Gone Fishing

Third Reich’s Annual License for Anglers
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by Bruce Kipp

Germany is a country blessed with streams, rivers, ponds, and lakes that teem with fish. By the start of the 19th century, the civil authorities recognized that controls were needed to prevent over fishing. Laws, conservation programs, and protection of natural resources policies were enacted, and regulatory organizations were created to insure compliance.

 This annual fishing license for a German citizen is printed on blue, medium card stock, measuring about 15cm x 10cm. The document has a postcard-style format. This particular license was issued on 15 November 1941 by the district administrative office to 42-year old Josef Hessler, a factory worker in the town of Berndorf in the district of Baden near Vienna (Kreis Baden bei Wien) in the Reich Province of Lower Danube (Reichsgau Niederdonau). There was a 3 Reichsmark fee for the license.

This annual fishing license for a German citizen is printed on blue, medium card stock, measuring about 15cm x 10cm. The document has a postcard-style format. This particular license was issued on 15 November 1941 by the district administrative office to 42-year old Josef Hessler, a factory worker in the town of Berndorf in the district of Baden near Vienna (Kreis Baden bei Wien) in the Reich Province of Lower Danube (Reichsgau Niederdonau). There was a 3 Reichsmark fee for the license.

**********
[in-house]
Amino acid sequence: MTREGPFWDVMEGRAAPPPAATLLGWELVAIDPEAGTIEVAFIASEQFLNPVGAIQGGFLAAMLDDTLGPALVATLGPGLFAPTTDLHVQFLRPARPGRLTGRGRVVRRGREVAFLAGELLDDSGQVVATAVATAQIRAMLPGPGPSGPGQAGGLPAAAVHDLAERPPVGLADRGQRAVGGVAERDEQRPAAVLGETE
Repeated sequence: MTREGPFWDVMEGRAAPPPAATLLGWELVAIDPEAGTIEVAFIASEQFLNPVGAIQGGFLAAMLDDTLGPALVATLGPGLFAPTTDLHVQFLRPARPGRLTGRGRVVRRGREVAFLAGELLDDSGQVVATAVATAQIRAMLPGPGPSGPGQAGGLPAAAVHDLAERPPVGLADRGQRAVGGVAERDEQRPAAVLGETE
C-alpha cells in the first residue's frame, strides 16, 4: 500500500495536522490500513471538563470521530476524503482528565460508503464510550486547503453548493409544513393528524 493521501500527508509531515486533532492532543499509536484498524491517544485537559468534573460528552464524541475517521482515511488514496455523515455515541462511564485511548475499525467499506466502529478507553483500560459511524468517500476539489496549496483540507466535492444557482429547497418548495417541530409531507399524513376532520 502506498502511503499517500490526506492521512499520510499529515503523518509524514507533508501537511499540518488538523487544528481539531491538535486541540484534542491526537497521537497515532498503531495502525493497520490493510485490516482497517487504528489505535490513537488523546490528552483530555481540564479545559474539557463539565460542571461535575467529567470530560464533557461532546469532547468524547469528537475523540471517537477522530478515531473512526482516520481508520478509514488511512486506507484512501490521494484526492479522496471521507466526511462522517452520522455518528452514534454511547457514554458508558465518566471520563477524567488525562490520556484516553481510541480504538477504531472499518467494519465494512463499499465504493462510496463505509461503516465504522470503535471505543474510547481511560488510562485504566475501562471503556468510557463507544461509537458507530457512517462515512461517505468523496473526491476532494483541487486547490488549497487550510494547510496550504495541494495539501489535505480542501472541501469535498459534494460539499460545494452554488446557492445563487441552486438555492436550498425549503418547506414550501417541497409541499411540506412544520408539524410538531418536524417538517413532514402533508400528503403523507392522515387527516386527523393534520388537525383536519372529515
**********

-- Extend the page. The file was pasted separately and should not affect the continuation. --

The first German national-level organization for recreational fishermen, the Central Association of Fishing Enthusiasts (Central-Verein der Angelfreunde) was founded in 1866. It was superseded in May 1900, by the German Anglers League (Deutscher Anglerbund — DAB). In 1921, disgruntled blue-collar DAB members split off to form the Workers’ Angling Association of Germany (Arbeiter-Angler-Bund Deutschlands — AABD). Stung by this splintering, the DAB worked hard to unite all other angling groups into a new German Federation of Anglers’ Associations (Arbeitsgemeinschaft deutscher Anglerbünde — ADA). They succeeded in November 1927. Not surprisingly, they did not invite the AABD to join the new national federation.

 On the reverse is the handwritten statement that Josef Hessler is permitted to fish under supervision in the Triesting [River], its tributaries and in water-filled mining pits near Grillenberg.

On the reverse is the handwritten statement that Josef Hessler is permitted to fish under supervision in the Triesting [River], its tributaries and in water-filled mining pits near Grillenberg.

When the National Socialist regime came to power in January 1933, they launched a policy of “coordination” to establish control over all aspects of German society. In April, Nazi Party official, Friedrich Linsert, abolished the AABD, replacing it with the Reich Federation of German Sport Fishermen (Reichsverband Deutscher Sportangler, renamed in 1934 as the Reichsverband Deutscher Sportfischer — RDSF). A 1935 decree ordered all fishing groups to be absorbed into the RDSF. In 1939, Nazi Party member Aumert succeeded Linsert as the RDSF’s leader.

By 1942, the RDSF was geographically organized into Upper Districts (Oberbezirke), Districts (Bezirke) and Associations (Vereine). At that time, it had more than 120,000 members.

In May 1943, the RDSF was compulsorily assimilated into the Reichsnährstand’s Division IV, Department of Fisheries in order to simplify administration and ensure the RDSF was fully integrated into the total war effort. At the same time, the organization was renamed the Reich Association of German Sport Fishermen (Reichsbund Deutscher Sportfischer).

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